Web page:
Screen talks to Icelandic director Benedikt Erlingsson about the year’s only eco-warrior musical, Woman At War.
Icelandic director Benedikt Erlingsson might be the first director to make an action film that features only one drop of blood. “I like action, but my idea was to make an action film without guns, violence, love and death,” he says of his second fiction feature, Woman At War, which premiered at Critics’ Week at Cannes, recently won the lucrative $53,000 Nordic Council Film Prize and now represents Iceland in the foreign-language Oscar race.
That does not mean the action is dull — Woman At War tells the story of 50-year-old Halla (played by Halldora Geirhardsdottir), who becomes an eco-terrorist to protect the Icelandic highlands from development. At the same time, she has to decide whether to adopt a young Ukrainian girl.
The film’s warm reception around the world has shown the themes transcend an Icelandic story. “Maybe the film transmits some kind of hope in spite of everything,” the director says.
On native soil, Woman At War has also done well. Erlingsson screened the film in west Iceland, where a power plant’s impact on the environment is being debated. “Both sides were in a panel [after the screening] and nobody wanted to fight after the panel. That was a beautiful experience for me.”
Woman At War offers a crowd-pleasing, sometimes thoughtful, sometimes playful story related to the complex subject of climate change. “Climate change is a very interesting concept for us to deal with, it’s a challenge for storytelling but also a responsibility,” says Erlingsson. As a filmmaker, he adds, “You have to entertain and maybe you can educate on the side if you think you’re up for it.”
The film depicts some stunning vistas in the Icelandic highlands, when Halla is shooting her bow and arrow at electrical pylons as well as later when she is being pursued by the authorities. The highlands, one of Europe’s largest untouched natural areas, have long been an inspiration for Erlingsson. He was born in Reykjavik and started working part-time on a farm as a teenager. “The highlands are like a breathing place for our souls — it’s spiritual,” he says.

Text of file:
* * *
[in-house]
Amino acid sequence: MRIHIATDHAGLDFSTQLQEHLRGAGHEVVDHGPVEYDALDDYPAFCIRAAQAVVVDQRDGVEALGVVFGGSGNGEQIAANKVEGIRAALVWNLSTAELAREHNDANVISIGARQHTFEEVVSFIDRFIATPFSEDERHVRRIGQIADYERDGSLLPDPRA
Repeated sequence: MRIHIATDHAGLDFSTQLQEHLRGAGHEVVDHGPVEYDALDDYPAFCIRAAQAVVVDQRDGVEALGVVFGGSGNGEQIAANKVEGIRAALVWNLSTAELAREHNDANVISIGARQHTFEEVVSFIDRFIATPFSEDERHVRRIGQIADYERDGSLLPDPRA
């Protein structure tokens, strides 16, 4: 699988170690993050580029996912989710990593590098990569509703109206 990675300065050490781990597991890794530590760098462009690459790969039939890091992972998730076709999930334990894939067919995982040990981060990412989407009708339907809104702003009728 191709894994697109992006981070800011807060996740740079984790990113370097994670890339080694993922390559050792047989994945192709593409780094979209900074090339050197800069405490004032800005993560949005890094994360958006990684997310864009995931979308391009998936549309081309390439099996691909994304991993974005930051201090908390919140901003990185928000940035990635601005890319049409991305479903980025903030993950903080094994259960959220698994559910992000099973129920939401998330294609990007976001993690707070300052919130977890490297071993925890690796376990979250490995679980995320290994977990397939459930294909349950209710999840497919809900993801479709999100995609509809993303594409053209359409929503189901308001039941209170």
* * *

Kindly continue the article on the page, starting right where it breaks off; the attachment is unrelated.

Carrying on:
Having a 50-year-old female action heroine might be unusual, but Erlingsson did not consider anything else. “It would be much more boring to have a well-built, 30-year-old guy playing this activist. I would not want to see that,” he says. “I know a lot of women like [Halla] in Iceland.”
The filmmaker has known Geirhardsdottir since they were 10, acting together in a children’s play directed by his mother at Iceland’s National Theatre. They later went to college and theatre school together, both joined a circus and had a two-person show. “They called her ‘the Wonder Girl’ at school and she showed us that every day on set,” he says. “It’s a very physical role and she did all her stunts herself.”
A chorus line
Audiences have also been entranced by the film’s music. Ukrainian singers, as well as a group of Icelandic musicians who also appear on screen, provide songs that reflect the main character’s thoughts. “Our hero has a kind of chorus. I come from the theatre where this is the norm,” Erlingsson says.
Marianne Slot and Carine Leblanc of Paris-based Slot Machine produced the film alongside Erlingsson. The budget of $3.9m (€3.1m) is larger than for Erlingsson’s debut feature Of Horses And Men, but modest for what is seen on screen. The production shot for 38 days from July to early September 2017, on location in Iceland and Ukraine.
Beta Cinema handles sales and distributors who acquired the film include Magnolia Pictures for North America, Picturehouse for the UK and Ireland, Jour2Fete in France, Filmcoopi in Switzerland, Imagine in Benelux, Pandora for Germany and Austria, Avalon for Spain, Huanxi for China and Hi Gloss Entertainment/Limelight for Australia and New Zealand.
The director has been busy travelling the world with Woman At War but will soon return home to direct a play at the National Theatre of Iceland. He is also juggling ideas for his next picture. “I’m digging myself into a cave [to write]. Festivals are taking me out of that cave to come out and drink wine but I really want to get back into the cave,” he adds with a laugh. “I’m in a lot of creative turmoil.”